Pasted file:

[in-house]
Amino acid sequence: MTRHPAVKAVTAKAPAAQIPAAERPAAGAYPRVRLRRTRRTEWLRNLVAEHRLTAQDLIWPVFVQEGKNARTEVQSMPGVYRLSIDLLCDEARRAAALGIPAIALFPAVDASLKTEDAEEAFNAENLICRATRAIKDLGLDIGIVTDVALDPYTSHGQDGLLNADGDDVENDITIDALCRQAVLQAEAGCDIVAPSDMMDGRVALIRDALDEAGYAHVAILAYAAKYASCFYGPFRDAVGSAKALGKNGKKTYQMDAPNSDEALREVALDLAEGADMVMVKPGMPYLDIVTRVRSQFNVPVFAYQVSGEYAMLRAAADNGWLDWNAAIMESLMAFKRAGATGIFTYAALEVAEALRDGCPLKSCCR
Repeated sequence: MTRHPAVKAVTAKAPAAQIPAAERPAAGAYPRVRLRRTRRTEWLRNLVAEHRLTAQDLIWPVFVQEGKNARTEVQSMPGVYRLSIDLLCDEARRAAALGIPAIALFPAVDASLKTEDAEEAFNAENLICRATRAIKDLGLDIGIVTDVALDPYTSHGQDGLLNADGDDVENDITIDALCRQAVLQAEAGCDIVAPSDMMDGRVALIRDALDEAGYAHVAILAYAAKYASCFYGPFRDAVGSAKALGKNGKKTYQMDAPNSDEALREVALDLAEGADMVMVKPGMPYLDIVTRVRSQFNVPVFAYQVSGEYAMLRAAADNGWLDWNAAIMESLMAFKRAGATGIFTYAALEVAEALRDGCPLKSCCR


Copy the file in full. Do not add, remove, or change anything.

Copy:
[in-house]
Amino acid sequence: MTRHPAVKAVTAKAPAAQIPAAERPAAGAYPRVRLRRTRRTEWLRNLVAEHRLTAQDLIWPVFVQEGKNARTEVQSMPGVYRLSIDLLCDEARRAAALGIPAIALFPAVDASLKTEDAEEAFNAENLICRATRAIKDLGLDIGIVTDVALDPYTSHGQDGLLNADGDDVENDITIDALCRQAVLQAEAGCDIVAPSDMMDGRVALIRDALDEAGYAHVAILAYAAKYASCFYGPFRDAVGSAKALGKNGKKTYQMDAPNSDEALREVALDLAEGADMVMVKPGMPYLDIVTRVRSQFNVPVFAYQVSGEYAMLRAAADNGWLDWNAAIMESLMAFKRAGATGIFTYAALEVAEALRDGCPLKSCCR
Repeated sequence: MTRHPAVKAVTAKAPAAQIPAAERPAAGAYPRVRLRRTRRTEWLRNLVAEHRLTAQDLIWPVFVQEGKNARTEVQSMPGVYRLSIDLLCDEARRAAALGIPAIALFPAVDASLKTEDAEEAFNAENLICRATRAIKDLGLDIGIVTDVALDPYTSHGQDGLLNADGDDVENDITIDALCRQAVLQAEAGCDIVAPSDMMDGRVALIRDALDEAGYAHVAILAYAAKYASCFYGPFRDAVGSAKALGKNGKKTYQMDAPNSDEALREVALDLAEGADMVMVKPGMPYLDIVTRVRSQFNVPVFAYQVSGEYAMLRAAADNGWLDWNAAIMESLMAFKRAGATGIFTYAALEVAEALRDGCPLKSCCR